I don't how the Heritage Foundation came up with this one, but the talking point being added by all of them to their standard blurbs is that this latest redistribution through the tax code is somehow going to raise the wages of the long-suffering slugs in the wage-and-salary class. I can't figure out by what series of convoluted rationalizations the drivers likely to be stimulated by this legislation could be those responsible for producing that effect, particularly in any economy that already has such a low rate of unemployment to begin with. How do any of the cuts affect equilibrium wage rates, for what remains of their relevance when confronted with the rule of institutionalized wage arbitrage? I'll have to see if I can acquire a copy of whatever the latest storybook Paul Ryan made all of them read.

The libertarians have had thirty-five years in the US unmolested in practising their brand of magic but you'd never know it by listening to them. There's only one more thing that they always seem to need - more.

Trailblazer said...

, so far, there's little indication that the public are prepared to fight back while they still can.

The USA has become surreal.
The country is a TV reality show on steroids.

The USA has been on the receiving end of fake news for so long they would not recognise the truth if it stared them in the face.

Difficult as it may be, it's time for the world to isolate itself from the country that has been at war for most of it's history and uses aggression, financially and militarily,to achieve it's goals.
Trump remains popular simply because he represents the jack boot diplomacy that is America.


The Mound of Sound said...

Anon 12:44. You have the same facile grasp of neoliberalism that so many Americans do when it comes to socialism. The neoliberal order was the brainchild of Hayek and Friedman and was inculcated into the mainstream political realm by Margaret Thatcher and Ronald Reagan, not some pack of liberals. That said, to the Liberals and Democrats eternal shame, they did not expunge it when power reverted to them. They institutionalized it.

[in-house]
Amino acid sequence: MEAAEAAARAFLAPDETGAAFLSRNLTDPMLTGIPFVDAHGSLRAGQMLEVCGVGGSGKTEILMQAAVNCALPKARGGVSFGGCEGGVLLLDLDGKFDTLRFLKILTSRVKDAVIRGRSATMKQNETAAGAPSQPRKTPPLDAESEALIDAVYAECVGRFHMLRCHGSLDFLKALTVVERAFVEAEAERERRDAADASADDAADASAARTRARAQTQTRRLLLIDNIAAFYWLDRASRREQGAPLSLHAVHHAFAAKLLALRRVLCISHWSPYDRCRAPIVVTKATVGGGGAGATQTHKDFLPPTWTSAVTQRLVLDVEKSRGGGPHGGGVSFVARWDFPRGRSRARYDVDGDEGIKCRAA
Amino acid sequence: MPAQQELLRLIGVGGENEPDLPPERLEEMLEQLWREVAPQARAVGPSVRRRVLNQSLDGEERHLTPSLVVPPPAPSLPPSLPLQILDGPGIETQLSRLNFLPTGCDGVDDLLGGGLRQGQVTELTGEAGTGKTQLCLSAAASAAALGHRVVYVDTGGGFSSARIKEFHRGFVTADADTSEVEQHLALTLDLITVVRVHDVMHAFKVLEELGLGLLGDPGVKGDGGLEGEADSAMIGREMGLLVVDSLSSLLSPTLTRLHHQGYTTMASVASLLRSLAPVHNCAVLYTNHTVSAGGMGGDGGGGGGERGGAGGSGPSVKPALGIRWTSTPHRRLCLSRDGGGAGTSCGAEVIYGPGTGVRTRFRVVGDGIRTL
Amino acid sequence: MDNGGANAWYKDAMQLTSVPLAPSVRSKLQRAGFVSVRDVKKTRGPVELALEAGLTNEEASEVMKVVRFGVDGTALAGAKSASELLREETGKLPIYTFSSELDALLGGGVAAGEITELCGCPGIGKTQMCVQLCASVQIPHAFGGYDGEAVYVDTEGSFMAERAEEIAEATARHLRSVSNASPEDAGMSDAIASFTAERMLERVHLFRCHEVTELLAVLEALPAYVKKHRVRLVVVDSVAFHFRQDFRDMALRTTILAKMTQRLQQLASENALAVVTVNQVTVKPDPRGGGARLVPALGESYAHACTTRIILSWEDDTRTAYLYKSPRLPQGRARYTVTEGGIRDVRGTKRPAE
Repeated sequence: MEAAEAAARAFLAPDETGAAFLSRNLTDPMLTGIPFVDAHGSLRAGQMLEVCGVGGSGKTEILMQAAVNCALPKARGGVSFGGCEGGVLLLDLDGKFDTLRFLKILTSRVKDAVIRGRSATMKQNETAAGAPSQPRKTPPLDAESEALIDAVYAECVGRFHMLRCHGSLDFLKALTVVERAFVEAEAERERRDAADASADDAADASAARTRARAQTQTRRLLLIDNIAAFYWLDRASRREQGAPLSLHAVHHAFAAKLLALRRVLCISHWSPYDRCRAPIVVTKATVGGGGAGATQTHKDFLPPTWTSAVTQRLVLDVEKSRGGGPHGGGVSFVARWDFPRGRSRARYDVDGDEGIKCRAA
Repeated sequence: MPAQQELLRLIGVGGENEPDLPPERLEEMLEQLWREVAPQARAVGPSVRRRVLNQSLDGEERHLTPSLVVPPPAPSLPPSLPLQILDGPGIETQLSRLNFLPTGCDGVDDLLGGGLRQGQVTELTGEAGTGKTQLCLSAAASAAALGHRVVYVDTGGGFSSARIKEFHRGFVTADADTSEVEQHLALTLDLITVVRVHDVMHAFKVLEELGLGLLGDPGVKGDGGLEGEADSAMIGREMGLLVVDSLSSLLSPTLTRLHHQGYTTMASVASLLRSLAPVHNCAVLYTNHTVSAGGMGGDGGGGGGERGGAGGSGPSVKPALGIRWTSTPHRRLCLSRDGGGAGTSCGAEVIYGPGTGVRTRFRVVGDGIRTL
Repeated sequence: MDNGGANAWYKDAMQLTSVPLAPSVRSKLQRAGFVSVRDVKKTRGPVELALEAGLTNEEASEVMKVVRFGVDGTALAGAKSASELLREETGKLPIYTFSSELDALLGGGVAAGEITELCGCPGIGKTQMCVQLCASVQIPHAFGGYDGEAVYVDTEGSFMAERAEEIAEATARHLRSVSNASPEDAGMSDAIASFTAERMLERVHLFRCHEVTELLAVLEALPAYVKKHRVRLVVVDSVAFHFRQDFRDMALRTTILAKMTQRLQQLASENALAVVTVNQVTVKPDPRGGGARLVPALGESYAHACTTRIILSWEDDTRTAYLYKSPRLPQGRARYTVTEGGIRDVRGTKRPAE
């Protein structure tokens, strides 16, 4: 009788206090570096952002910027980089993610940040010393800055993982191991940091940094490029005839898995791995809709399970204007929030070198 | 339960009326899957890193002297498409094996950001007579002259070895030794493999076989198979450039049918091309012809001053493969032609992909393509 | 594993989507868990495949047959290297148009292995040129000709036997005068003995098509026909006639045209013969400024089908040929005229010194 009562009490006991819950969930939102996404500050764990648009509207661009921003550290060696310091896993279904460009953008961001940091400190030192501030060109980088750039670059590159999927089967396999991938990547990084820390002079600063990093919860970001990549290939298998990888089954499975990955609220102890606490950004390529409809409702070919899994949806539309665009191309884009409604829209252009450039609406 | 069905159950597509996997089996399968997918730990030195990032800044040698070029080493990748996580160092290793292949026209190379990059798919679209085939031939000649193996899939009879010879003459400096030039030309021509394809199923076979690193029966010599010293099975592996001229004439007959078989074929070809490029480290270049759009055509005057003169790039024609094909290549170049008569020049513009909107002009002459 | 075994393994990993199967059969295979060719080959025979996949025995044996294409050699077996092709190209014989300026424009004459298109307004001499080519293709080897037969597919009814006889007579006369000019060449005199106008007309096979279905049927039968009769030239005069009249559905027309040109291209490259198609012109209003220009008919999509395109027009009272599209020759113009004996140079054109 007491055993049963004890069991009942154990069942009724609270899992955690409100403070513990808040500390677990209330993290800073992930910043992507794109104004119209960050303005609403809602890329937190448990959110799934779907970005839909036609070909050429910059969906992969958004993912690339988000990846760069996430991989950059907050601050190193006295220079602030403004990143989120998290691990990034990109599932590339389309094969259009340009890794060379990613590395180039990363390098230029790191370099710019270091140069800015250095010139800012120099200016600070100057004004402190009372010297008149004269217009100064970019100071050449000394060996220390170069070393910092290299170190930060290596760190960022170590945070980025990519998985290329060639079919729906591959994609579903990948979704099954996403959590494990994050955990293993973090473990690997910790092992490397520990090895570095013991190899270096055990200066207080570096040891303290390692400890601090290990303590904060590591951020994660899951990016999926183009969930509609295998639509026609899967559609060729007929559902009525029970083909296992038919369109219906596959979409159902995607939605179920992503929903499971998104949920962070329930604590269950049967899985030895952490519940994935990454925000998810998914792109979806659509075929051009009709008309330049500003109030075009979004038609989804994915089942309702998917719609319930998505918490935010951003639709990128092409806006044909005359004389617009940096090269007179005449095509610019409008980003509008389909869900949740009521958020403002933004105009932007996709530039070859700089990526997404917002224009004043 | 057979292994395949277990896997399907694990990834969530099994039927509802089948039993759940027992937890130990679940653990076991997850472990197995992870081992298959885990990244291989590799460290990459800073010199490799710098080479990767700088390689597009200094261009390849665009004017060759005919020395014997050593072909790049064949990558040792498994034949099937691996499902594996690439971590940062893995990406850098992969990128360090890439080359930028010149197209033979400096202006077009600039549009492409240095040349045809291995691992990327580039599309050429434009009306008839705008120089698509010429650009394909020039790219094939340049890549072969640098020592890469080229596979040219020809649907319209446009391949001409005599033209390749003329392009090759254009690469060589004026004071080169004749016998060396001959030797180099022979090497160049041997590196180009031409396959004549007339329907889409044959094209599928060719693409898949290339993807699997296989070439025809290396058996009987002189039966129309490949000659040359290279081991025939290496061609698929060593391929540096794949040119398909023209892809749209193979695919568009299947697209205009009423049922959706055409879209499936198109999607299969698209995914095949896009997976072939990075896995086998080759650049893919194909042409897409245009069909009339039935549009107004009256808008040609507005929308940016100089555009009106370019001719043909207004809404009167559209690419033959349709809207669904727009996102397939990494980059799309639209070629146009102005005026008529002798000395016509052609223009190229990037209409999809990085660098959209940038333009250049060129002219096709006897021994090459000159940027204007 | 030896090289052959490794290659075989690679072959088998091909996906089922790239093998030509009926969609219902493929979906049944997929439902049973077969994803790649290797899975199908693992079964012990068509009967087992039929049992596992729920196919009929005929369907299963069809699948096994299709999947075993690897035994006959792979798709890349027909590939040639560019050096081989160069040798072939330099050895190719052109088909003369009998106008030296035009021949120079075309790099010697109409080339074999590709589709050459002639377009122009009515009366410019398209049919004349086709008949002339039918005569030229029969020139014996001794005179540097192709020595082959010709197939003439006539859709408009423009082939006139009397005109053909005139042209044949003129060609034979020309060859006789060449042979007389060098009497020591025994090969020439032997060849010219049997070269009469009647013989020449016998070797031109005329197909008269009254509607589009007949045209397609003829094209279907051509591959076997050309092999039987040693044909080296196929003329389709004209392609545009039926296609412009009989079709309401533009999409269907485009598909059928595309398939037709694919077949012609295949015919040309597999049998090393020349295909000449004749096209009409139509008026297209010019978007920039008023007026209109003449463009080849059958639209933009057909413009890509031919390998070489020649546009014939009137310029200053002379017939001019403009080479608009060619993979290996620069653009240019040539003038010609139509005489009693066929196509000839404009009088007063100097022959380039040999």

A good many Americans have convinced themselves that Trump does not support neoliberal ideology. Yet he's done nothing, nothing at all to eliminate it. The TPP thing? You read far too much into that. Trump is back at the old establishment "trickle down" mantra that is the beating heart of neoliberalism. That's one reason why I coined the term "Gullibillies" to describe his supporters.

Anonymous said...

Anyong.....Could there be any chance of the American "Gullibillies" marching across the 49th Parallel? Only thinking. You are dead on with your comment to 12:23 PM.

Northern PoV said...

The tax plan ... close to being a done deal.
And then their is this:
"GOP’s court-packing spree: It’s only the beginning"* (Salon)

The kerfuffle over the fraudulent election (and esp blaming Russkies instead of the corrupt American system) is a distracting spectacle.

*Imagine if Harper was still in power here (ie 2015 elx with the opposition split between NDP, Libs and Greens). A supreme court filled with Russell Brown/Nadon-types would render very different decisions on for ex the Peel Watershed.

Trailblazer said...

Anonymous Anonymous said...
Anyong.....Could there be any chance of the American "Gullibillies" marching across the 49th Parallel? Only thinking. You are dead on with your comment to 12:23 PM.

I doubt it.
Most would expect to freeze the moment they crossed the 49th.
O' f**k shades of Canadian Bacon !!


Trailblazer said...

Have a laugh.